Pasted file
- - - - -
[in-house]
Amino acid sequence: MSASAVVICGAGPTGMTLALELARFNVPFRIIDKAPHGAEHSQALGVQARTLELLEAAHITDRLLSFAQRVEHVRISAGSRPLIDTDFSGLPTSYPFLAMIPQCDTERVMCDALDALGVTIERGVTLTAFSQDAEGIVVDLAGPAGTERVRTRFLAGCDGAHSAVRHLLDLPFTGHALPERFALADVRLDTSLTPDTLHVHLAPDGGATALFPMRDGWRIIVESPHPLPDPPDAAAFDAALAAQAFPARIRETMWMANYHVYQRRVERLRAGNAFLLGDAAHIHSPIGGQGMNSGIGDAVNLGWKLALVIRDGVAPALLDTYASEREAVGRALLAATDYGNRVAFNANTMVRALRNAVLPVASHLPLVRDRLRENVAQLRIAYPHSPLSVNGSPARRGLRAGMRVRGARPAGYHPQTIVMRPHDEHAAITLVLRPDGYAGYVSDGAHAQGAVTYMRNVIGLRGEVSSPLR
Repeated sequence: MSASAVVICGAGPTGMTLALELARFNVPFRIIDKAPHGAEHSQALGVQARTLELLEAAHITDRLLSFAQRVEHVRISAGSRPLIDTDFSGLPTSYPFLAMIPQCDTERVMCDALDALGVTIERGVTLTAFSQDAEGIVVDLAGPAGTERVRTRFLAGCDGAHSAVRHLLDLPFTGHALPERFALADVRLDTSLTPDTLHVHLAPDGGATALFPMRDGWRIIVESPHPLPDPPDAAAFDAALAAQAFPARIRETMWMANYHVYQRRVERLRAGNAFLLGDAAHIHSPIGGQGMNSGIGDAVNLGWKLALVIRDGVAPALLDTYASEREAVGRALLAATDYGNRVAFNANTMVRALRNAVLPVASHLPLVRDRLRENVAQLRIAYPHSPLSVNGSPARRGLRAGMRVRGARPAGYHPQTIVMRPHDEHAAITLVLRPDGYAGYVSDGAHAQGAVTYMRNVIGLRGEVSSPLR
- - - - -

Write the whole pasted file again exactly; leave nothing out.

[in-house]
Amino acid sequence: MSASAVVICGAGPTGMTLALELARFNVPFRIIDKAPHGAEHSQALGVQARTLELLEAAHITDRLLSFAQRVEHVRISAGSRPLIDTDFSGLPTSYPFLAMIPQCDTERVMCDALDALGVTIERGVTLTAFSQDAEGIVVDLAGPAGTERVRTRFLAGCDGAHSAVRHLLDLPFTGHALPERFALADVRLDTSLTPDTLHVHLAPDGGATALFPMRDGWRIIVESPHPLPDPPDAAAFDAALAAQAFPARIRETMWMANYHVYQRRVERLRAGNAFLLGDAAHIHSPIGGQGMNSGIGDAVNLGWKLALVIRDGVAPALLDTYASEREAVGRALLAATDYGNRVAFNANTMVRALRNAVLPVASHLPLVRDRLRENVAQLRIAYPHSPLSVNGSPARRGLRAGMRVRGARPAGYHPQTIVMRPHDEHAAITLVLRPDGYAGYVSDGAHAQGAVTYMRNVIGLRGEVSSPLR
Repeated sequence: MSASAVVICGAGPTGMTLALELARFNVPFRIIDKAPHGAEHSQALGVQARTLELLEAAHITDRLLSFAQRVEHVRISAGSRPLIDTDFSGLPTSYPFLAMIPQCDTERVMCDALDALGVTIERGVTLTAFSQDAEGIVVDLAGPAGTERVRTRFLAGCDGAHSAVRHLLDLPFTGHALPERFALADVRLDTSLTPDTLHVHLAPDGGATALFPMRDGWRIIVESPHPLPDPPDAAAFDAALAAQAFPARIRETMWMANYHVYQRRVERLRAGNAFLLGDAAHIHSPIGGQGMNSGIGDAVNLGWKLALVIRDGVAPALLDTYASEREAVGRALLAATDYGNRVAFNANTMVRALRNAVLPVASHLPLVRDRLRENVAQLRIAYPHSPLSVNGSPARRGLRAGMRVRGARPAGYHPQTIVMRPHDEHAAITLVLRPDGYAGYVSDGAHAQGAVTYMRNVIGLRGEVSSPLR